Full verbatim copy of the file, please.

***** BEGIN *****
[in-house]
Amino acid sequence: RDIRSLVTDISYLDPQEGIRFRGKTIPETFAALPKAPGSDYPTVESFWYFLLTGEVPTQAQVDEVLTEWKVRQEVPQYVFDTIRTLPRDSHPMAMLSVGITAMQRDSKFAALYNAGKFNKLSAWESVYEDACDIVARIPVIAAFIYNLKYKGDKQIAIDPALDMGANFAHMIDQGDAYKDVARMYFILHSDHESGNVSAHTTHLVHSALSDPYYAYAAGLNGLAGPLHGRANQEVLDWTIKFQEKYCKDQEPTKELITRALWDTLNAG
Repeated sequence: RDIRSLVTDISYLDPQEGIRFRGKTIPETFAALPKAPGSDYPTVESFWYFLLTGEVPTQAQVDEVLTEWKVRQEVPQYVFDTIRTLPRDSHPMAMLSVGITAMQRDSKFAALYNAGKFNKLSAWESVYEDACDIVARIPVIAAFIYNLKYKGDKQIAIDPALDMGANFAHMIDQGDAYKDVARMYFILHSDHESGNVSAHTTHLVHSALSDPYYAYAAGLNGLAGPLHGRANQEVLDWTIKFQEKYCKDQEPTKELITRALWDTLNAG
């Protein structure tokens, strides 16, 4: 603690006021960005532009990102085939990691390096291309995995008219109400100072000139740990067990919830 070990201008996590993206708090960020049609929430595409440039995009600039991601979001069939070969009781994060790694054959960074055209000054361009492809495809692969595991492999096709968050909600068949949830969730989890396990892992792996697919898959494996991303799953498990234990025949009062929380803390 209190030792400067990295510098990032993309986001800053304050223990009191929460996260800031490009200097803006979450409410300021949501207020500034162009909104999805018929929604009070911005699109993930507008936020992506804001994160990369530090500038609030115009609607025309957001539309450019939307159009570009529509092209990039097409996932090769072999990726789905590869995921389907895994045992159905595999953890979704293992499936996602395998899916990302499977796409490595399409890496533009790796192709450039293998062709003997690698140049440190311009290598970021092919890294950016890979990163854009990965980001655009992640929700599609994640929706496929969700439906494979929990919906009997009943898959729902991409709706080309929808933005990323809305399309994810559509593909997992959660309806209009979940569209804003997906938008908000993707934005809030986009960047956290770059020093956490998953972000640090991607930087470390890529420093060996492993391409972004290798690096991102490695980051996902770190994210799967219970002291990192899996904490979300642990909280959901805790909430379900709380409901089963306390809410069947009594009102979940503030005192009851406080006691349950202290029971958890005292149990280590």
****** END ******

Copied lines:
[in-house]
Amino acid sequence: RDIRSLVTDISYLDPQEGIRFRGKTIPETFAALPKAPGSDYPTVESFWYFLLTGEVPTQAQVDEVLTEWKVRQEVPQYVFDTIRTLPRDSHPMAMLSVGITAMQRDSKFAALYNAGKFNKLSAWESVYEDACDIVARIPVIAAFIYNLKYKGDKQIAIDPALDMGANFAHMIDQGDAYKDVARMYFILHSDHESGNVSAHTTHLVHSALSDPYYAYAAGLNGLAGPLHGRANQEVLDWTIKFQEKYCKDQEPTKELITRALWDTLNAG
Repeated sequence: RDIRSLVTDISYLDPQEGIRFRGKTIPETFAALPKAPGSDYPTVESFWYFLLTGEVPTQAQVDEVLTEWKVRQEVPQYVFDTIRTLPRDSHPMAMLSVGITAMQRDSKFAALYNAGKFNKLSAWESVYEDACDIVARIPVIAAFIYNLKYKGDKQIAIDPALDMGANFAHMIDQGDAYKDVARMYFILHSDHESGNVSAHTTHLVHSALSDPYYAYAAGLNGLAGPLHGRANQEVLDWTIKFQEKYCKDQEPTKELITRALWDTLNAG
């Protein structure tokens, strides 16, 4: 603690006021960005532009990102085939990691390096291309995995008219109400100072000139740990067990919830 070990201008996590993206708090960020049609929430595409440039995009600039991601979001069939070969009781994060790694054959960074055209000054361009492809495809692969595991492999096709968050909600068949949830969730989890396990892992792996697919898959494996991303799953498990234990025949009062929380803390 209190030792400067990295510098990032993309986001800053304050223990009191929460996260800031490009200097803006979450409410300021949501207020500034162009909104999805018929929604009070911005699109993930507008936020992506804001994160990369530090500038609030115009609607025309957001539309450019939307159009570009529509092209990039097409996932090769072999990726789905590869995921389907895994045992159905595999953890979704293992499936996602395998899916990302499977796409490595399409890496533009790796192709450039293998062709003997690698140049440190311009290598970021092919890294950016890979990163854009990965980001655009992640929700599609994640929706496929969700439906494979929990919906009997009943898959729902991409709706080309929808933005990323809305399309994810559509593909997992959660309806209009979940569209804003997906938008908000993707934005809030986009960047956290770059020093956490998953972000640090991607930087470390890529420093060996492993391409972004290798690096991102490695980051996902770190994210799967219970002291990192899996904490979300642990909280959901805790909430379900709380409901089963306390809410069947009594009102979940503030005192009851406080006691349950202290029971958890005292149990280590």